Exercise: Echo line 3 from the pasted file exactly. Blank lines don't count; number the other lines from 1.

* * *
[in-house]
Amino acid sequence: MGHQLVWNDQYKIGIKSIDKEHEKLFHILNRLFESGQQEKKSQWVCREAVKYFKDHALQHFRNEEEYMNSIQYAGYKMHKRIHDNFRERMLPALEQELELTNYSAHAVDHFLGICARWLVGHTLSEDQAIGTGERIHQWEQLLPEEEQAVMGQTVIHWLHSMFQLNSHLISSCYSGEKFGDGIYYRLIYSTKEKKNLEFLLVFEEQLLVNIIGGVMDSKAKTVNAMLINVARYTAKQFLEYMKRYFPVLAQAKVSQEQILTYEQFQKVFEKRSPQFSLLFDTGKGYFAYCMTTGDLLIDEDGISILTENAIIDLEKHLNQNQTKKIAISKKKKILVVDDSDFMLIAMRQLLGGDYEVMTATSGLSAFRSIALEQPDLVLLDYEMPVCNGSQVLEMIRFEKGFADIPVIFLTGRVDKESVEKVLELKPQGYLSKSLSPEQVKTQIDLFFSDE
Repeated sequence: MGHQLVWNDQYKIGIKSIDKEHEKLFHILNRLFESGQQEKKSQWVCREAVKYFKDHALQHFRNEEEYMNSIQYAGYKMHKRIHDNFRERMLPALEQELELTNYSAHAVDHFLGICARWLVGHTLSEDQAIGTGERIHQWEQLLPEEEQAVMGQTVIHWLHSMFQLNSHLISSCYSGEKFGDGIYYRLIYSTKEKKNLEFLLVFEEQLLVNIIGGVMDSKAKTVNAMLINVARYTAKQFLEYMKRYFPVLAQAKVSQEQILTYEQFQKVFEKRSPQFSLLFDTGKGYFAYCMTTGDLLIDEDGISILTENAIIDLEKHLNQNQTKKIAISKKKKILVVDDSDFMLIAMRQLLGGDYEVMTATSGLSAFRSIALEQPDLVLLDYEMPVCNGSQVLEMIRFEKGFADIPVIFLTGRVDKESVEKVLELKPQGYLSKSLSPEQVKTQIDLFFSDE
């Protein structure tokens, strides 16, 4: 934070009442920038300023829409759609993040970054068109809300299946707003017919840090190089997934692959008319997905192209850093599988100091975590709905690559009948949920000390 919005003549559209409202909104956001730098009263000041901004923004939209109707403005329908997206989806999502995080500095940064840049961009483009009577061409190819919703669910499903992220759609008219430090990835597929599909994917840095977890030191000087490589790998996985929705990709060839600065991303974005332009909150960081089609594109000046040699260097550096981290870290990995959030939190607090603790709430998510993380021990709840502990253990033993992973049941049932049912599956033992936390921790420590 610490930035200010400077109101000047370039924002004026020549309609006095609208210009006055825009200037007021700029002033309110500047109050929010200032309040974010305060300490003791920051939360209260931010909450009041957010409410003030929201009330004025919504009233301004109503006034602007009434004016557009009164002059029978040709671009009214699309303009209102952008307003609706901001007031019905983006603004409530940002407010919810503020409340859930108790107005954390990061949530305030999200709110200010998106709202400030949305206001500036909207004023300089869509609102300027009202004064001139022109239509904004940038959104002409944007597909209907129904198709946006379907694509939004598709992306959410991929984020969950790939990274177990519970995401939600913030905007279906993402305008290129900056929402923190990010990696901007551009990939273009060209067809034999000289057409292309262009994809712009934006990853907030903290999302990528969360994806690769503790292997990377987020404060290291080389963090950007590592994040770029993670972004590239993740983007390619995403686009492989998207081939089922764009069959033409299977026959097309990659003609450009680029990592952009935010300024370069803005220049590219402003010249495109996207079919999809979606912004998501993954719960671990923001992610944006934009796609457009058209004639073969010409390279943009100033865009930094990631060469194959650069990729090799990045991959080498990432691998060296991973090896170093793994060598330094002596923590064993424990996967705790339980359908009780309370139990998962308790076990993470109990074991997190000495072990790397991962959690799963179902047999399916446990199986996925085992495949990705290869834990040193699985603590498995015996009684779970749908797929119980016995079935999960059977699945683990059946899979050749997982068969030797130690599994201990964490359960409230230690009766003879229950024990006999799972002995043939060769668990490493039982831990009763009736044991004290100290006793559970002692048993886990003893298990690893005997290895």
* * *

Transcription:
Repeated sequence: MGHQLVWNDQYKIGIKSIDKEHEKLFHILNRLFESGQQEKKSQWVCREAVKYFKDHALQHFRNEEEYMNSIQYAGYKMHKRIHDNFRERMLPALEQELELTNYSAHAVDHFLGICARWLVGHTLSEDQAIGTGERIHQWEQLLPEEEQAVMGQTVIHWLHSMFQLNSHLISSCYSGEKFGDGIYYRLIYSTKEKKNLEFLLVFEEQLLVNIIGGVMDSKAKTVNAMLINVARYTAKQFLEYMKRYFPVLAQAKVSQEQILTYEQFQKVFEKRSPQFSLLFDTGKGYFAYCMTTGDLLIDEDGISILTENAIIDLEKHLNQNQTKKIAISKKKKILVVDDSDFMLIAMRQLLGGDYEVMTATSGLSAFRSIALEQPDLVLLDYEMPVCNGSQVLEMIRFEKGFADIPVIFLTGRVDKESVEKVLELKPQGYLSKSLSPEQVKTQIDLFFSDE